Put Open Strings to Work for You

If you adopt a global view of the fretboard to include open strings along with any of the scale/arpeggio patterns you’ve learned, you'll be rewarded with sonic treasure.
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Open strings are the first things most guitarists ever play. These are the notes we use for our tuning reference and are the basis of our initial chord vocabulary. Once we turn our attention toward navigating elsewhere around the fretboard however, less emphasis is afforded to these magical notes. This lesson is all about fingerings and the use of open strings when the opportunities arise. Where you finger a specific note or phrase can profoundly change the musical message.

Conventional wisdom tells us to chop the neck up into sections or patterns and to think within those patterns: Higher notes are located towards the bridge along a single string or towards the floor when traveling across the fretboard. That is a fine way to view the guitar and for many applications may be a good option. But if you add a more global view of the fretboard to include open strings along with any of the scale/arpeggio patterns you’ve already got beneath your fingers, you will be rewarded with a valuable sonic treasure. These examples can be played using a flat-pick, hybrid picking using the pick and fingers, or straight-up fingerstyle.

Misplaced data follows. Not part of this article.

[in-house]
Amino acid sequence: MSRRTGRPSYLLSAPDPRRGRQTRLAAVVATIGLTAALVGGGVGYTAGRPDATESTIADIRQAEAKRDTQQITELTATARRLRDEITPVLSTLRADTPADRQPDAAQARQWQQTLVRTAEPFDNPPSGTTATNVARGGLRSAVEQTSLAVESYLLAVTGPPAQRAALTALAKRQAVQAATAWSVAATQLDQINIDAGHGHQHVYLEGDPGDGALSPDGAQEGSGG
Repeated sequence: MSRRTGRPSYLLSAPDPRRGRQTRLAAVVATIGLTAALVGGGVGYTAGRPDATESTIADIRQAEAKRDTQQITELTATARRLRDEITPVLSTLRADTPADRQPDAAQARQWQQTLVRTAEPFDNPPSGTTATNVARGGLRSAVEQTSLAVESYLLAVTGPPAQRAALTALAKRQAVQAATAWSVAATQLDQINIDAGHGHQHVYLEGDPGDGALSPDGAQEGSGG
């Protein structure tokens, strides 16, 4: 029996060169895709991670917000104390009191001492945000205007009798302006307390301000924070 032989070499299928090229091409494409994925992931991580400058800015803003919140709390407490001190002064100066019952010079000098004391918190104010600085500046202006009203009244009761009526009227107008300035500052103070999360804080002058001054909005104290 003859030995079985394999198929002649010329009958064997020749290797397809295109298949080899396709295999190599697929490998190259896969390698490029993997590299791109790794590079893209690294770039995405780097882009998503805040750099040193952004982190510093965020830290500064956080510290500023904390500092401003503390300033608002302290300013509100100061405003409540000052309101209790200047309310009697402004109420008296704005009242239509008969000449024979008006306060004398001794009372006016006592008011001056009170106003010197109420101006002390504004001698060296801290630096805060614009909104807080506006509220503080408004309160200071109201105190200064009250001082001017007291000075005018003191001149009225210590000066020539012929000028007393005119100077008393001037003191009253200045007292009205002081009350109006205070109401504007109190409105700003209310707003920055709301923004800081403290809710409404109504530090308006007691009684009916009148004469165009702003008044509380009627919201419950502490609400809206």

Say It with Feeling

A holistic guitar approach is great for making even the simplest melody seem profound. A few things to keep in mind when you play the following examples: Allow each note to ring the maximum amount of time, and when you play notes on different strings, let them ring over one another as much as possible. Play cleanly, in time, and with an even tone and volume note-to-note. This applies equally to fingered notes and open strings. Lastly, practice slowly. Practice slowly. Slower. Than. That. Okay then. Let’s get to it.